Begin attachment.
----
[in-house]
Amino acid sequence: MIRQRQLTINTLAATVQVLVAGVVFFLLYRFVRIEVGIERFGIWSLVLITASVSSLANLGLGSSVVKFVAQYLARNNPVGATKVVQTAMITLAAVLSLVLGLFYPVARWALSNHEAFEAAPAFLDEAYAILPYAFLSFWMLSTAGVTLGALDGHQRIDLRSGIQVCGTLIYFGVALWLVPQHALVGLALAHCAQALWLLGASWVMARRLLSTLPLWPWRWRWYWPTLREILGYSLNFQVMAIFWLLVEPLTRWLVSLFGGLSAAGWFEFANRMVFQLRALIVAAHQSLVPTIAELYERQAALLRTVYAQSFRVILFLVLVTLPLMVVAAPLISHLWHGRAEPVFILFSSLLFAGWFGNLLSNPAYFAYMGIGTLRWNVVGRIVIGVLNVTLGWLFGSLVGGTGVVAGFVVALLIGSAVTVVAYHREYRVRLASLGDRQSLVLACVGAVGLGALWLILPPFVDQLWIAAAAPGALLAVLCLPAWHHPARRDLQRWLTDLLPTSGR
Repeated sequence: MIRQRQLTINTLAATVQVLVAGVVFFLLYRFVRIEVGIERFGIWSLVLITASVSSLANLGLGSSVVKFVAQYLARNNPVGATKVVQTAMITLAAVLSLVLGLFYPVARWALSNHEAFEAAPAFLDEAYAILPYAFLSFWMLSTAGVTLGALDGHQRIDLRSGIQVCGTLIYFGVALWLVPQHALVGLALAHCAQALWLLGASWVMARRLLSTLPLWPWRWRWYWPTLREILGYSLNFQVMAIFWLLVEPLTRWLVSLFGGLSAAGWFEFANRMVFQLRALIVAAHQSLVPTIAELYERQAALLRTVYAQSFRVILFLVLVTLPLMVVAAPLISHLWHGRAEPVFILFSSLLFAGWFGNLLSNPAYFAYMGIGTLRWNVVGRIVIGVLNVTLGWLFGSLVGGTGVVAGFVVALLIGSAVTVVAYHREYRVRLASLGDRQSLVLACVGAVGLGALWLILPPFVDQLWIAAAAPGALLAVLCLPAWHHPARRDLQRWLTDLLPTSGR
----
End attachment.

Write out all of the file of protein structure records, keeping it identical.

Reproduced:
[in-house]
Amino acid sequence: MIRQRQLTINTLAATVQVLVAGVVFFLLYRFVRIEVGIERFGIWSLVLITASVSSLANLGLGSSVVKFVAQYLARNNPVGATKVVQTAMITLAAVLSLVLGLFYPVARWALSNHEAFEAAPAFLDEAYAILPYAFLSFWMLSTAGVTLGALDGHQRIDLRSGIQVCGTLIYFGVALWLVPQHALVGLALAHCAQALWLLGASWVMARRLLSTLPLWPWRWRWYWPTLREILGYSLNFQVMAIFWLLVEPLTRWLVSLFGGLSAAGWFEFANRMVFQLRALIVAAHQSLVPTIAELYERQAALLRTVYAQSFRVILFLVLVTLPLMVVAAPLISHLWHGRAEPVFILFSSLLFAGWFGNLLSNPAYFAYMGIGTLRWNVVGRIVIGVLNVTLGWLFGSLVGGTGVVAGFVVALLIGSAVTVVAYHREYRVRLASLGDRQSLVLACVGAVGLGALWLILPPFVDQLWIAAAAPGALLAVLCLPAWHHPARRDLQRWLTDLLPTSGR
Repeated sequence: MIRQRQLTINTLAATVQVLVAGVVFFLLYRFVRIEVGIERFGIWSLVLITASVSSLANLGLGSSVVKFVAQYLARNNPVGATKVVQTAMITLAAVLSLVLGLFYPVARWALSNHEAFEAAPAFLDEAYAILPYAFLSFWMLSTAGVTLGALDGHQRIDLRSGIQVCGTLIYFGVALWLVPQHALVGLALAHCAQALWLLGASWVMARRLLSTLPLWPWRWRWYWPTLREILGYSLNFQVMAIFWLLVEPLTRWLVSLFGGLSAAGWFEFANRMVFQLRALIVAAHQSLVPTIAELYERQAALLRTVYAQSFRVILFLVLVTLPLMVVAAPLISHLWHGRAEPVFILFSSLLFAGWFGNLLSNPAYFAYMGIGTLRWNVVGRIVIGVLNVTLGWLFGSLVGGTGVVAGFVVALLIGSAVTVVAYHREYRVRLASLGDRQSLVLACVGAVGLGALWLILPPFVDQLWIAAAAPGALLAVLCLPAWHHPARRDLQRWLTDLLPTSGR